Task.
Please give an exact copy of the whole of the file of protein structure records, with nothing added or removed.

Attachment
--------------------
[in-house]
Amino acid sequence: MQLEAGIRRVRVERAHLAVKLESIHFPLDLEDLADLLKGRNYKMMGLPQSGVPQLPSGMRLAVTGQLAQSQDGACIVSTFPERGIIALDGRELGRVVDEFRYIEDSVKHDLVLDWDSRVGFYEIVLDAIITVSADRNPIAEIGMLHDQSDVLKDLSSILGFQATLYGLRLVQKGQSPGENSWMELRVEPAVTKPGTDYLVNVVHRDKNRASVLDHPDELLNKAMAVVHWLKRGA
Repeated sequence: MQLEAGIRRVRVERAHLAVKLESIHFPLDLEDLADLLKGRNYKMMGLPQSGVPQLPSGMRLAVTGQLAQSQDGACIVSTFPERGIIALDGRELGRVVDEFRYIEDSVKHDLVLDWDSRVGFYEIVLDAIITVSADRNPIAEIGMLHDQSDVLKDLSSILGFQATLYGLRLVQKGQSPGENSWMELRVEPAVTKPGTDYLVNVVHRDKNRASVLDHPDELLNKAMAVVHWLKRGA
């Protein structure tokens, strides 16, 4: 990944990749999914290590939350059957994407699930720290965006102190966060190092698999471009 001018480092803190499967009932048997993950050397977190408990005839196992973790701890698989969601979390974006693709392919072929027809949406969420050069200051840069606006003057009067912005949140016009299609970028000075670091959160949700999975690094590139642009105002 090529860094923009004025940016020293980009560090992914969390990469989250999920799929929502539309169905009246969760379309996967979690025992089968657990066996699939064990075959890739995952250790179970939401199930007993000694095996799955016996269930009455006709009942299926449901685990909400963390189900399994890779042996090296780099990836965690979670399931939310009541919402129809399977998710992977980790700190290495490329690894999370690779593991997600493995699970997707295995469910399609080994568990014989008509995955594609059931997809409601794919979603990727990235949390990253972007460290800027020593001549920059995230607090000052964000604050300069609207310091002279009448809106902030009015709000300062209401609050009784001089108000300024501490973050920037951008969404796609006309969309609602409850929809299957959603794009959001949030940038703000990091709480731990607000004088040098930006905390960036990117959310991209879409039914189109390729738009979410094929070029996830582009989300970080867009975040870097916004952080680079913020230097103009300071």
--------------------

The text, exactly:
[in-house]
Amino acid sequence: MQLEAGIRRVRVERAHLAVKLESIHFPLDLEDLADLLKGRNYKMMGLPQSGVPQLPSGMRLAVTGQLAQSQDGACIVSTFPERGIIALDGRELGRVVDEFRYIEDSVKHDLVLDWDSRVGFYEIVLDAIITVSADRNPIAEIGMLHDQSDVLKDLSSILGFQATLYGLRLVQKGQSPGENSWMELRVEPAVTKPGTDYLVNVVHRDKNRASVLDHPDELLNKAMAVVHWLKRGA
Repeated sequence: MQLEAGIRRVRVERAHLAVKLESIHFPLDLEDLADLLKGRNYKMMGLPQSGVPQLPSGMRLAVTGQLAQSQDGACIVSTFPERGIIALDGRELGRVVDEFRYIEDSVKHDLVLDWDSRVGFYEIVLDAIITVSADRNPIAEIGMLHDQSDVLKDLSSILGFQATLYGLRLVQKGQSPGENSWMELRVEPAVTKPGTDYLVNVVHRDKNRASVLDHPDELLNKAMAVVHWLKRGA
């Protein structure tokens, strides 16, 4: 990944990749999914290590939350059957994407699930720290965006102190966060190092698999471009 001018480092803190499967009932048997993950050397977190408990005839196992973790701890698989969601979390974006693709392919072929027809949406969420050069200051840069606006003057009067912005949140016009299609970028000075670091959160949700999975690094590139642009105002 090529860094923009004025940016020293980009560090992914969390990469989250999920799929929502539309169905009246969760379309996967979690025992089968657990066996699939064990075959890739995952250790179970939401199930007993000694095996799955016996269930009455006709009942299926449901685990909400963390189900399994890779042996090296780099990836965690979670399931939310009541919402129809399977998710992977980790700190290495490329690894999370690779593991997600493995699970997707295995469910399609080994568990014989008509995955594609059931997809409601794919979603990727990235949390990253972007460290800027020593001549920059995230607090000052964000604050300069609207310091002279009448809106902030009015709000300062209401609050009784001089108000300024501490973050920037951008969404796609006309969309609602409850929809299957959603794009959001949030940038703000990091709480731990607000004088040098930006905390960036990117959310991209879409039914189109390729738009979410094929070029996830582009989300970080867009975040870097916004952080680079913020230097103009300071």